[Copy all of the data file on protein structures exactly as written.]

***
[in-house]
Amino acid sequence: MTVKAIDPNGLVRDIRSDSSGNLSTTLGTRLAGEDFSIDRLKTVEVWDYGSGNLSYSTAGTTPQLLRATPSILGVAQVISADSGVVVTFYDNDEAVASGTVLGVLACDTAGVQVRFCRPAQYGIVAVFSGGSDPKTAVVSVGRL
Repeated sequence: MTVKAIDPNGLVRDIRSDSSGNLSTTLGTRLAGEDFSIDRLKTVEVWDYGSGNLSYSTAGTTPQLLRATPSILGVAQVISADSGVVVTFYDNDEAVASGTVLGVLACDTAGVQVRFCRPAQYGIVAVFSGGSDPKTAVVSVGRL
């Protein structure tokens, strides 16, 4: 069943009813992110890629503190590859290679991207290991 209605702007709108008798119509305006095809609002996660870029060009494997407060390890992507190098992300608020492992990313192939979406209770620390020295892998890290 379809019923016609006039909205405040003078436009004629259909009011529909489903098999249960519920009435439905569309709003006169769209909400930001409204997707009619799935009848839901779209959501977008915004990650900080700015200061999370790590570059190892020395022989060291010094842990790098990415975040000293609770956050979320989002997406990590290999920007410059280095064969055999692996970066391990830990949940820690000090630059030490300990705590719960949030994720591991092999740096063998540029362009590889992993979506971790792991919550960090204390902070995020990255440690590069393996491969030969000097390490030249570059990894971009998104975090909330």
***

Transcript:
[in-house]
Amino acid sequence: MTVKAIDPNGLVRDIRSDSSGNLSTTLGTRLAGEDFSIDRLKTVEVWDYGSGNLSYSTAGTTPQLLRATPSILGVAQVISADSGVVVTFYDNDEAVASGTVLGVLACDTAGVQVRFCRPAQYGIVAVFSGGSDPKTAVVSVGRL
Repeated sequence: MTVKAIDPNGLVRDIRSDSSGNLSTTLGTRLAGEDFSIDRLKTVEVWDYGSGNLSYSTAGTTPQLLRATPSILGVAQVISADSGVVVTFYDNDEAVASGTVLGVLACDTAGVQVRFCRPAQYGIVAVFSGGSDPKTAVVSVGRL
């Protein structure tokens, strides 16, 4: 069943009813992110890629503190590859290679991207290991 209605702007709108008798119509305006095809609002996660870029060009494997407060390890992507190098992300608020492992990313192939979406209770620390020295892998890290 379809019923016609006039909205405040003078436009004629259909009011529909489903098999249960519920009435439905569309709003006169769209909400930001409204997707009619799935009848839901779209959501977008915004990650900080700015200061999370790590570059190892020395022989060291010094842990790098990415975040000293609770956050979320989002997406990590290999920007410059280095064969055999692996970066391990830990949940820690000090630059030490300990705590719960949030994720591991092999740096063998540029362009590889992993979506971790792991919550960090204390902070995020990255440690590069393996491969030969000097390490030249570059990894971009998104975090909330």